Updated 1/16/2013 – Add Nikon D600 and D800 to chart.
Here’s what to look for in a camera for HDR photography. HDR, or High Dynamic Range ,Photos start off as 3 or more separate photographs at 3 or more different exposures and then are combined with programs like Photomatix. This process allows one to see the detail in the shadows and highlights that may be lost in a single photograph. It also has the ability to create some pretty cool special effects. The first thing we are going to figure out is what cameras will be best suited for HDR photography. The number one camera function for this is AEB, or Auto Exposure Bracketing. Many of the new digital cameras on the market today have this function. Once you setup this function you can shoot multiple photos by pressing and holding the shutter release until all 3 or more photos are taken. All photos will be shot at the same aperture but at different shutter speeds. One with a proper exposure, one overexposed and one underexposed.
Before we get into camera setup, we need to understand the relationship between exposure compensation and the EV, or Exposure Value. A +1 EV is equal to +1 stop – that means doubling of the time the shutter is open. In the other direction a -1EV is equal to -1 stop – that means cutting the time the shutter is open by one half.
For best results shooting HDR we want a camera with a minimum of + /– 2EV for a total of 4EV range. Also look for a camera with a high frames per second rate (fps). Just remember the best cameras for HDR run in the $3000 to $7000 range. But don’t worry, the lower priced models do a good job as well. The camera I use is my new Nikon D300s that works great and my older Nikon D80 that does a pretty good job as well.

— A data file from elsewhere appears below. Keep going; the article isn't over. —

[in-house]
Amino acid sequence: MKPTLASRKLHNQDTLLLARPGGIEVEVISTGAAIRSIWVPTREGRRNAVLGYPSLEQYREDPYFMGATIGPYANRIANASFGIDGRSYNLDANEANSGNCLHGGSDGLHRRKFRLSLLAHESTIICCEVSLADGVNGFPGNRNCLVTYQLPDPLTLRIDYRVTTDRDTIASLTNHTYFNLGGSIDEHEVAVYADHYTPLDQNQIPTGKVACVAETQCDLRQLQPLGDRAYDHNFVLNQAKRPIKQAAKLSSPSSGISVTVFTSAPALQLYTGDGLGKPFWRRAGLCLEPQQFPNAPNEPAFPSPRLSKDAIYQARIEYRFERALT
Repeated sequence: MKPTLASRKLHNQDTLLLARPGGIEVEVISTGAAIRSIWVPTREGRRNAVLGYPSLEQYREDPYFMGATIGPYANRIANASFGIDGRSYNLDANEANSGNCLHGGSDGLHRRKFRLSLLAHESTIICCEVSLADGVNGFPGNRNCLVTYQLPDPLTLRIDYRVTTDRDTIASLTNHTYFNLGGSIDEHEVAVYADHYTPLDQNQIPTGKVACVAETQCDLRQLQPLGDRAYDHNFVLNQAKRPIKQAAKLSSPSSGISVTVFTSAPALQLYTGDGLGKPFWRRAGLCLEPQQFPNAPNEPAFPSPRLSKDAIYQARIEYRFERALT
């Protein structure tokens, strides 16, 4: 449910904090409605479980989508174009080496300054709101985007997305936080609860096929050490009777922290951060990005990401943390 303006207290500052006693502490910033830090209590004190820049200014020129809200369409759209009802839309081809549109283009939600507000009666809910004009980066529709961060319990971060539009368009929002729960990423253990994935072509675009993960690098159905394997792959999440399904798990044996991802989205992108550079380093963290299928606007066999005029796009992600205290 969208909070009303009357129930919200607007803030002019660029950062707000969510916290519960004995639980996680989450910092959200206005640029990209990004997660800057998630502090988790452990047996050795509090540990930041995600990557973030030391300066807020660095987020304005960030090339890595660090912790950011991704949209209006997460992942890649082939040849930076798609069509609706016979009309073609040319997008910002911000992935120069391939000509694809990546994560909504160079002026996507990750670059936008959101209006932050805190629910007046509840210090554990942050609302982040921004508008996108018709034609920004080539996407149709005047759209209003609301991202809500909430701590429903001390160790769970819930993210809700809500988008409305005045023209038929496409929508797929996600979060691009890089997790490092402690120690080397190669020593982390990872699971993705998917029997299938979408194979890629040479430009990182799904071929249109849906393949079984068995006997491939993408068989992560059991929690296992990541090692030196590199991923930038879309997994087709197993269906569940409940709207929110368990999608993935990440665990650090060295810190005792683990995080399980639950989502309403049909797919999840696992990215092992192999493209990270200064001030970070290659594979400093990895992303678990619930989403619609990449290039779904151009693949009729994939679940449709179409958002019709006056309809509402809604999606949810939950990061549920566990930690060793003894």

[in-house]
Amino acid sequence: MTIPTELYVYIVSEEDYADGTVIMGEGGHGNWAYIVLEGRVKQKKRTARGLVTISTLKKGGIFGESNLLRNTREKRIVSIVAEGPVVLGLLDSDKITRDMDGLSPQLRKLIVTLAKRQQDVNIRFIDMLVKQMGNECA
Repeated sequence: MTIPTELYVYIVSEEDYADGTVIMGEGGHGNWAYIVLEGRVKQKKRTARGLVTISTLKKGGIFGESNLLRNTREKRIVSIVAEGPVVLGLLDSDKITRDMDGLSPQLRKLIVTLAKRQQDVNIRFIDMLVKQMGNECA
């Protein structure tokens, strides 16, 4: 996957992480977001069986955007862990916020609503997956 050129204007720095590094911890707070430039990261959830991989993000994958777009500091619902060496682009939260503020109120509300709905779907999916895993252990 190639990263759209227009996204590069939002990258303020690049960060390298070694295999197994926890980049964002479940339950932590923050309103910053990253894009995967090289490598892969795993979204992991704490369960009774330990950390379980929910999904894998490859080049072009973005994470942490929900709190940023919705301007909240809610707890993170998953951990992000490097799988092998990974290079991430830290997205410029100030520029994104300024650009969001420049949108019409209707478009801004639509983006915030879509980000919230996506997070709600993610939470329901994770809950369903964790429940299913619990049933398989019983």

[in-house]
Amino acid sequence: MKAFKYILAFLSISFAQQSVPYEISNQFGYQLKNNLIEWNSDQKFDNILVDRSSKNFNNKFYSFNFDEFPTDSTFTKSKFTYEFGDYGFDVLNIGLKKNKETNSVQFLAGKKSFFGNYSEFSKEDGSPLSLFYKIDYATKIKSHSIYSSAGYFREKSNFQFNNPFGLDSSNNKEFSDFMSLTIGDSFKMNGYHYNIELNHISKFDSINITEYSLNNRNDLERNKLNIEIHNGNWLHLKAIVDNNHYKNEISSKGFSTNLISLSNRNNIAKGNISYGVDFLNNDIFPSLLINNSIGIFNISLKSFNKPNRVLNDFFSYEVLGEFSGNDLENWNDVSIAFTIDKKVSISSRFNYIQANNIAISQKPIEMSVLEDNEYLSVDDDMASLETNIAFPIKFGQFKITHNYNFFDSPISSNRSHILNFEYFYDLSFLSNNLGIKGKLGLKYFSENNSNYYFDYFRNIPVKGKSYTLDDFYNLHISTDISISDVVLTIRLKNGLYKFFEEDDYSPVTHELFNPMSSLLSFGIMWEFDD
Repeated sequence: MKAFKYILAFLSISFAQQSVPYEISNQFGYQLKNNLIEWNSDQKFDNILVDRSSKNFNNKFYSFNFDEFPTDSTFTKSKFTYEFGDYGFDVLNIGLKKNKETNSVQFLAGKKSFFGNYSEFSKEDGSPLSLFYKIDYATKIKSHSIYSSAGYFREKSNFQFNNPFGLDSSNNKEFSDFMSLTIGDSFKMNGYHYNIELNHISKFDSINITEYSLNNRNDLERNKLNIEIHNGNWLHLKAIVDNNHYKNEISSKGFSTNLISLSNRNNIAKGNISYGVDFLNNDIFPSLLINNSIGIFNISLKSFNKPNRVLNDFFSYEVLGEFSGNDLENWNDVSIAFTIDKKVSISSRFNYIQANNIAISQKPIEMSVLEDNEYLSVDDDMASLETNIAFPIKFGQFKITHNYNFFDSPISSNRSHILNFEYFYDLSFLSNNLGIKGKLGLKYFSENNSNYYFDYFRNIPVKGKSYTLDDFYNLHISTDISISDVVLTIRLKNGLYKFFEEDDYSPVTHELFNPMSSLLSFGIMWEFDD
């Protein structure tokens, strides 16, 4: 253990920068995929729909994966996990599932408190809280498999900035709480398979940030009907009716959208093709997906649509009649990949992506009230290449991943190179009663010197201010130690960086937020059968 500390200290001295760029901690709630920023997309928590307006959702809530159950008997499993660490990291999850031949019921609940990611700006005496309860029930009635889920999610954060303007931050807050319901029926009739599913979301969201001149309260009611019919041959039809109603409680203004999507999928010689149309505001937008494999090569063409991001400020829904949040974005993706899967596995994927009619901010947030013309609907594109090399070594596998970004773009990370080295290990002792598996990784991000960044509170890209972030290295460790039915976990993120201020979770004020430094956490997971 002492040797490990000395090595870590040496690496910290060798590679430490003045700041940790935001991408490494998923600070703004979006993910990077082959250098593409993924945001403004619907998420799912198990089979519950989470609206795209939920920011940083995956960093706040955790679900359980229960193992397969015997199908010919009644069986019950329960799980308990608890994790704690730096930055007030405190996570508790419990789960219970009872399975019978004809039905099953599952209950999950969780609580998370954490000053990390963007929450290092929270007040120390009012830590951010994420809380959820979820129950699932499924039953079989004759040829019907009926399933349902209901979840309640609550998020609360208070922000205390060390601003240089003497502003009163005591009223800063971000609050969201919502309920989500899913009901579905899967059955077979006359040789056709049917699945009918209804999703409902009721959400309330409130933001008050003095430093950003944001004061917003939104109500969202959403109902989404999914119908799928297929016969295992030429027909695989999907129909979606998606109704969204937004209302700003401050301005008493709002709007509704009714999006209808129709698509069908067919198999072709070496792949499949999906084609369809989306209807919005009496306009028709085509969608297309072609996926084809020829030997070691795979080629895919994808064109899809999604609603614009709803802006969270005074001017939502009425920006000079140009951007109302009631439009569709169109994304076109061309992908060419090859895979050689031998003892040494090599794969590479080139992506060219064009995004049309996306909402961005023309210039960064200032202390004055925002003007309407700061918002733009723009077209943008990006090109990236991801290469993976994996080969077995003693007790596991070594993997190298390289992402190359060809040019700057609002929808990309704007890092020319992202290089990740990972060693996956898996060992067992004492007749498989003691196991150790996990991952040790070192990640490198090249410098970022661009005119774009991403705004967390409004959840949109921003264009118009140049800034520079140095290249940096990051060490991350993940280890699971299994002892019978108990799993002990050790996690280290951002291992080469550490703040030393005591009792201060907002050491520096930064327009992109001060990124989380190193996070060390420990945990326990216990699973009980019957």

For best results set the camera to the RAW file format, if available. RAW files have all the information and will even have more detail in the shadows and highlights that are lost in the JPG file format. JPG files from your camera discards a lot of useful information that can help in HDR post processing. Set the exposure compensation EV steps to 1 or 2. (2 is better, if available). Common values in cameras are 1/3, ½, 2/3, .7, 1, 2, 3. Set the camera to auto exposure bracketing. Set the number of exposures (most cameras have at least 3 but some have 5, 7 or 9). Just remember, cameras with a maximum 1EV or less may require 5, 7, or even 9 exposures to achieve a 4EV range or more. Set camera’s burst rate to high, if available. This will minimize ghosting of moving objects. Set the camera to Aperture Priority. For best results install the camera on a sturdy tripod and connect a remote cable shutter release. I do not recommended hand holding your camera. You are now ready to shoot.
You can combine your bracketed photos in programs like Photomatix or Photoshop among others.
Below is a list of cameras that meet the minimum requirements or better for HDR. I only listed Canon and Nikon in this chart. If your camera is not on this list it may still be good for HDR. Check you camera manual for the auto exposure bracketing specifications. Please share your questions or comments below and we will get back to you.
Want more information on HDR Photography, check out these books at barnes & Noble. Books on HDR